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1 Thessalonians Theology–Word of God

Theology might not be a word you use often.  But it is a word that in concept you use all the time.  Any time a Christian asks, or wonders, what does the bible say about…?  They are asking for an theological answer.  Theology hopes to put the different sections of Scripture that deal with a certain subject together in a way to give an answer on what the Bible teaches on a particular subject.

In our case over the next few posts we are not asking what does the Bible say about …? But rather what does 1 Thessalonians teach on those subjects?

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Jesus Friend of Sinners

We preach over and over that we need to “go into all the world and make disciples”. Many times, however, our idea of what is “all the world” is very limited. We will preach, but only to those who we want to be around. We well minister to a nice educated middle class family, to a single business woman, or to a well behaved college student, but not to the man sleeping on a bench in a park.

Jesus’ love for sinners knew no boundaries. Jesus went to the lowest of the low. During His time, the scribes and the Pharisees felt those who had broken the religious and moral laws of Judaism were beyond the pale: they were to be excluded, ostracized and rejected; Jesus however did not! Luke tells us that without condoning sin, Jesus welcomed sinners and offered them forgiveness and love. Jesus treated all with respect and gave them understanding and care. Like a magnet, Jesus drew the most despised members of society towards himself, valued them and used His time with them as an opportunity to teach them about salvation. Jesus not only welcomed sinners when they came to Him, but Jesus also took the trouble to seek them out and meet them; “for the Son of man has come to seek and to save the lost”. It is no surprise that when the scribes and Pharisees saw Jesus in the company of such people they got very angry toward Him. Jesus would go on to correct this attitude with several parables about items which were lost in (Luke 15)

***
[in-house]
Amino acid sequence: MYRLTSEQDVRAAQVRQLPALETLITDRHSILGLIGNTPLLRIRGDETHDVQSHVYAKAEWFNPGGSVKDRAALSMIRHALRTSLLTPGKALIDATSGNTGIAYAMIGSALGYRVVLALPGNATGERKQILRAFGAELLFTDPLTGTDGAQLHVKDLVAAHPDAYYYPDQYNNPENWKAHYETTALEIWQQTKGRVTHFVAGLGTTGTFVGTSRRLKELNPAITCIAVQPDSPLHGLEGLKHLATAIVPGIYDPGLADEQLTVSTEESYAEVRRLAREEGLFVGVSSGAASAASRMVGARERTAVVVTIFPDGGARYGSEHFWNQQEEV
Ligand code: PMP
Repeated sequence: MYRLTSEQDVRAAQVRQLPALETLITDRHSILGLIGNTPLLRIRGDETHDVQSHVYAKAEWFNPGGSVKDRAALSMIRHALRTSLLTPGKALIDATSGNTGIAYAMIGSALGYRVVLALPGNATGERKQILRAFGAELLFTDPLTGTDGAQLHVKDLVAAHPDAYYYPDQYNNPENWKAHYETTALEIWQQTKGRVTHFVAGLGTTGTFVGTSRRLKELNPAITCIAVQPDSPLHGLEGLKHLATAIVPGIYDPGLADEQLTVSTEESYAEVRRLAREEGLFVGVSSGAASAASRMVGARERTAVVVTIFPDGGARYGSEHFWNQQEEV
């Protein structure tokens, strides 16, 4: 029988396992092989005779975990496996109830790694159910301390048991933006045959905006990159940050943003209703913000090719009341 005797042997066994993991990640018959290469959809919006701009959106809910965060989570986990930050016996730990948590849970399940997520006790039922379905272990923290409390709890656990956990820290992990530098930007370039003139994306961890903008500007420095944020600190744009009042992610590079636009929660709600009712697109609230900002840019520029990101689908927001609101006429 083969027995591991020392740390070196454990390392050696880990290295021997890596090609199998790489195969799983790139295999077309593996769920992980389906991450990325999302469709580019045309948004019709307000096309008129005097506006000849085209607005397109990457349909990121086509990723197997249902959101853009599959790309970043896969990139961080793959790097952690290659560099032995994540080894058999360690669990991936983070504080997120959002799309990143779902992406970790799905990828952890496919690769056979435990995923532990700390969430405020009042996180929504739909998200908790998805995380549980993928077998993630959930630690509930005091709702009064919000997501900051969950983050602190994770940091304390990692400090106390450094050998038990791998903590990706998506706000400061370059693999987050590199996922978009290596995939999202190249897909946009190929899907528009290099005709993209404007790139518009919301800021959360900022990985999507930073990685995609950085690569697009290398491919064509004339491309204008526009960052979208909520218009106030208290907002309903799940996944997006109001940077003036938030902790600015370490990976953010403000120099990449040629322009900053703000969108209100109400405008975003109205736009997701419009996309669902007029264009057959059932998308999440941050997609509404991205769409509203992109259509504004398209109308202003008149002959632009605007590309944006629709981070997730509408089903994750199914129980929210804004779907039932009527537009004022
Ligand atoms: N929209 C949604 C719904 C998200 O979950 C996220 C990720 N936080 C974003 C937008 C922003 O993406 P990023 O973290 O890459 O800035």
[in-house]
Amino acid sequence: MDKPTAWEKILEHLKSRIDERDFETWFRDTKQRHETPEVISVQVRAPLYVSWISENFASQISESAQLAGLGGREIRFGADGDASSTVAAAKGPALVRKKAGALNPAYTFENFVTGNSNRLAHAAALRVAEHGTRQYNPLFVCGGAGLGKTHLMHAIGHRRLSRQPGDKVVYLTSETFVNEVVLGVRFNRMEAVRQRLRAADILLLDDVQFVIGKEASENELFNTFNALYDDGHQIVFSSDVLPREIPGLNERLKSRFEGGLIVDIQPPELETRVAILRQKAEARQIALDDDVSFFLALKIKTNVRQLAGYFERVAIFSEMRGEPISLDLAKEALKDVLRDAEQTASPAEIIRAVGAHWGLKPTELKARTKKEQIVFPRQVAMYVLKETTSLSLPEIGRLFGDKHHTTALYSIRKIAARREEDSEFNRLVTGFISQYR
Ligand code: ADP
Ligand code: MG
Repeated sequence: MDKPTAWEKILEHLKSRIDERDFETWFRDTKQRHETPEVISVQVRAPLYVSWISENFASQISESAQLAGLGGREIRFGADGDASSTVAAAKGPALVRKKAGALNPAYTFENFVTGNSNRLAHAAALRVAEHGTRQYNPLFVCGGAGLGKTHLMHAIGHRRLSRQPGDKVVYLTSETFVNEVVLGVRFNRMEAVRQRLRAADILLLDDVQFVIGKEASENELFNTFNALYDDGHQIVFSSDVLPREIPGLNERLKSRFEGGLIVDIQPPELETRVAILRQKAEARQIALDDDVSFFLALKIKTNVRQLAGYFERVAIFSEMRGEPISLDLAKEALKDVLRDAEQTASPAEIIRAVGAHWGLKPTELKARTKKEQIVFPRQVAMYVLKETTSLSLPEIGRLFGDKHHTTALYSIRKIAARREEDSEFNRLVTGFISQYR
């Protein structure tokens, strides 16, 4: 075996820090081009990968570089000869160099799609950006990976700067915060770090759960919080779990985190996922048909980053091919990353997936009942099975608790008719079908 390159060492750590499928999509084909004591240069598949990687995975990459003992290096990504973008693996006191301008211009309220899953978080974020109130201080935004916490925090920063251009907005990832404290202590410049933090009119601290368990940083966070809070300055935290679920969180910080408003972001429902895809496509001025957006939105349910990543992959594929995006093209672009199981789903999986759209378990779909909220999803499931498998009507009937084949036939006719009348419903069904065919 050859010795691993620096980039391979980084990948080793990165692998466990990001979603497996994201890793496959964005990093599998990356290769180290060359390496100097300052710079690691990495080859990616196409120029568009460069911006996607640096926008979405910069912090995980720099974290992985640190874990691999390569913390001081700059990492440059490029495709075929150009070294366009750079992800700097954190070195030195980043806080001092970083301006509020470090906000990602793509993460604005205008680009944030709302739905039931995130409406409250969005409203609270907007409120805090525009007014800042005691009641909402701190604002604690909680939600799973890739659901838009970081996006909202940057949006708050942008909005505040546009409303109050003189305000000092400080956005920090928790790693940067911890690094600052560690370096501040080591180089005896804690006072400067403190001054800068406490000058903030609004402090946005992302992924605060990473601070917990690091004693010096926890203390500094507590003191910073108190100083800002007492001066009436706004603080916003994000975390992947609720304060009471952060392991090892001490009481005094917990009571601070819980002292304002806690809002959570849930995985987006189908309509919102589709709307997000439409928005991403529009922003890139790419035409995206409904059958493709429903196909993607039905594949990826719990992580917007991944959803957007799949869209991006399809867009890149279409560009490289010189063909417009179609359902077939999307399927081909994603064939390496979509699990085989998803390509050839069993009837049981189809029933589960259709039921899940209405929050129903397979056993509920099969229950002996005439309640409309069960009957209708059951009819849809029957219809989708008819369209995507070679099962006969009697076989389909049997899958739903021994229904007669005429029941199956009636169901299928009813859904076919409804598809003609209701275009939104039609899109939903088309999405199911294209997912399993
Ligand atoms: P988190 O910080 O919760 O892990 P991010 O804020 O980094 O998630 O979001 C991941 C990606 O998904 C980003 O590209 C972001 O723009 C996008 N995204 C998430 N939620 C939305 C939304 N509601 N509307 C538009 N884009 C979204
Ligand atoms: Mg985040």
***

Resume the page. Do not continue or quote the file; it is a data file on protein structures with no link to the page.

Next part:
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1 Thessalonians–A Look Back

Now that we have walked through section-by-section of First Thessalonians.  Lets make sure we do not miss the main point of the book.   But first a tangent.

The way I studied the book of 1 Thessalonians was purposeful.  It was not an immediate discussion of each verse of the book.  Not that each verse should not be studied.  But, I think it is important that we get back to better Bible study.  And in my opinion better Bible study is moving past verses and chapters to paragraphs and books.  That is why we started with an overview of the book, then we moved to studying each paragraph.  This allows us to move through a book naturally (like the author intended).  It allows the author to develop his own argument and keeps us from forcing ourselves upon the text.  The next step will be an overview of the book (this post).  Then we will spend a few sessions talking about the theology of the book (i.e. what does the book have to say about doctrine).